This begs the question: is meeting “most of the requirements” good enough, and do you want to expand the base of people who are able to make measurements? The acid test for the app would be a full type approval as required, for example, in Spain, where—under a quirk of their legal metrology legalization that applies to weighing scales and taxi meters, among other things—sound level meters, noise dosimeters, and acoustic calibrators are required to be type approved before being put on the market (with a substantial penalty for breaches). Notwithstanding the instrument compliance issue, there are all kinds of measurement do’s and don’ts that users have to be aware of. Sometimes, training or professional certification is required.
Now that the “genie app” is out of the bottle, perhaps it is time to consider resurrecting the Class 3 indicator grade that existed in long-forgotten ANSI and British standards of the 1970s. This would be fair to instrument manufacturers who spend hundreds of thousands of dollars on product development as well as in-house and third-party verification testing for Class 1 and 2 compliance. Data from a Class 3 instrument would be inadmissible in support of a claim for noise-induced hearing loss, but it would be useful for the intended purpose of the app: increasing awareness for the 30 million American workers who remain at risk from damaged hearing. (Let us not forget what is really important here!)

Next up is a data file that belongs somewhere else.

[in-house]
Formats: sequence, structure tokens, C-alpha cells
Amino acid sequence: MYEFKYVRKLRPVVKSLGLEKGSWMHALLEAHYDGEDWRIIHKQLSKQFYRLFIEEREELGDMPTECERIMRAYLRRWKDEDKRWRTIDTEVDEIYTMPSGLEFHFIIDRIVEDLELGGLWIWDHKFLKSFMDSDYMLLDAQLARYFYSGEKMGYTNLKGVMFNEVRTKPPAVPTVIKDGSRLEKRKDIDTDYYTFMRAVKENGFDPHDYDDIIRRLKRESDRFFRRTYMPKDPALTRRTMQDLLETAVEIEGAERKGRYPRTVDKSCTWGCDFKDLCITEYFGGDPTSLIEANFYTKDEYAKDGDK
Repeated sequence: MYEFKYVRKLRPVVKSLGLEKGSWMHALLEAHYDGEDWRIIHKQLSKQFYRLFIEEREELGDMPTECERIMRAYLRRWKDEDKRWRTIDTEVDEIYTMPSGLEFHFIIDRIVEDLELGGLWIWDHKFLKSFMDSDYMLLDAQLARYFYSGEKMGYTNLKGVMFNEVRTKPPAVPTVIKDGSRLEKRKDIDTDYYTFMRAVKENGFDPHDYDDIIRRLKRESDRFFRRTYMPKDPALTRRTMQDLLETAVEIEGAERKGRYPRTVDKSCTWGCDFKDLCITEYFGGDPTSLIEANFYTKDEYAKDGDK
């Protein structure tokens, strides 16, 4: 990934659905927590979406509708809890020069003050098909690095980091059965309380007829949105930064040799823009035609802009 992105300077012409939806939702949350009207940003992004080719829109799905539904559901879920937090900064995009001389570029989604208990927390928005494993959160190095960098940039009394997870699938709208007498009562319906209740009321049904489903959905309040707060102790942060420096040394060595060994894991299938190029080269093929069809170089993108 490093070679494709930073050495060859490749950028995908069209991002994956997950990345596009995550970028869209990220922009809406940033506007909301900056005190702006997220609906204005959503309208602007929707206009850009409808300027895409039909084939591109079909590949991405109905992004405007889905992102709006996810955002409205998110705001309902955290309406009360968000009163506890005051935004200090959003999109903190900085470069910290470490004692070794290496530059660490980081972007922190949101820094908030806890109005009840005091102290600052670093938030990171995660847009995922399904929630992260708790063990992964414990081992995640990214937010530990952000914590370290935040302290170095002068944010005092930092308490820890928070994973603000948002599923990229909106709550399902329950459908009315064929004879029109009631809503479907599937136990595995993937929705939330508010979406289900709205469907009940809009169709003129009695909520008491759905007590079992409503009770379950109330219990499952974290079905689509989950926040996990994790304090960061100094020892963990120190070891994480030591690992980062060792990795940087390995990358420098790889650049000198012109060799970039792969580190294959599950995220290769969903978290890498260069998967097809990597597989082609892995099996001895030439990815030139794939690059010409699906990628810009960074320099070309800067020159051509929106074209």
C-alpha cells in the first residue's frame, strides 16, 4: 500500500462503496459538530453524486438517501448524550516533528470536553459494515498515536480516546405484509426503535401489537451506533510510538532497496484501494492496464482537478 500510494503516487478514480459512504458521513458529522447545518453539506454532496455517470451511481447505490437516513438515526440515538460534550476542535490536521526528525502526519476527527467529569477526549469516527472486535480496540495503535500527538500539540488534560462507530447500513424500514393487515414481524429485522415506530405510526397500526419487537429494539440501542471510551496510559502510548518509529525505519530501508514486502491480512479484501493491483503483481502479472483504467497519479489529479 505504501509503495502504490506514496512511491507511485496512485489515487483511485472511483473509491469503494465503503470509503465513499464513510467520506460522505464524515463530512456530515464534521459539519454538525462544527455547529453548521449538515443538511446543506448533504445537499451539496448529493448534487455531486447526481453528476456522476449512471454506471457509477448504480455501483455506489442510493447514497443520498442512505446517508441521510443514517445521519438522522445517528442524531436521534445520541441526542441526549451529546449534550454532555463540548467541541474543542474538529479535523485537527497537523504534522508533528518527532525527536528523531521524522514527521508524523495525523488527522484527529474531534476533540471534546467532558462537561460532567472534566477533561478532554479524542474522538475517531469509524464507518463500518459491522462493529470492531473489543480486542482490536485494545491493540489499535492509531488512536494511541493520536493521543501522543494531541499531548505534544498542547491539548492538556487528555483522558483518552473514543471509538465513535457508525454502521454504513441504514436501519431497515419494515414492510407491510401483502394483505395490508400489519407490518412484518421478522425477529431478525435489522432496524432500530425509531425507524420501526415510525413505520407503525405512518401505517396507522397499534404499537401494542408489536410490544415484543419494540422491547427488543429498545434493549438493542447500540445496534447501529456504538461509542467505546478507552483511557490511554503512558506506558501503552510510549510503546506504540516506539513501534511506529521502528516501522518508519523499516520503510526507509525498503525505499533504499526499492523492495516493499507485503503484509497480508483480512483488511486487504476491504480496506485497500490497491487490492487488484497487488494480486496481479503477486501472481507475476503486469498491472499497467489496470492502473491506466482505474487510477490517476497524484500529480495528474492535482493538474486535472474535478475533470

For their part, professional sound level meter manufacturers need to up their game. There are plenty of us around to ensure healthy competition and compliance, which in turn leads to innovation and increased customer value.
Applied Acoustics: “Smartphone-based sound level measurement apps: Evaluation of compliance with international sound level meter standards” (October 2018).
Health & Safety Matters: “Day in the Life of …"
NIOSH: NIOSH Sound Level Meter App (August 2017).
NIOSH Science Blog: “So How Accurate Are These Smartphone Sound Measurement Apps?” (April 2014).
Spanish Royal Decree 889/2006 and ORDER ITC/2845/2007 (PDF), which regulate the metrological control of the State of the instruments intended for audible sound measurement and acoustic calibration (translation).
Statista: “Number of smartphone users worldwide from 2014 to 2020 (in billions)” (June 2016).
Tom’s Guide: “The New iPhones Have Truly Killed the Headphone Jack” (September 2018).?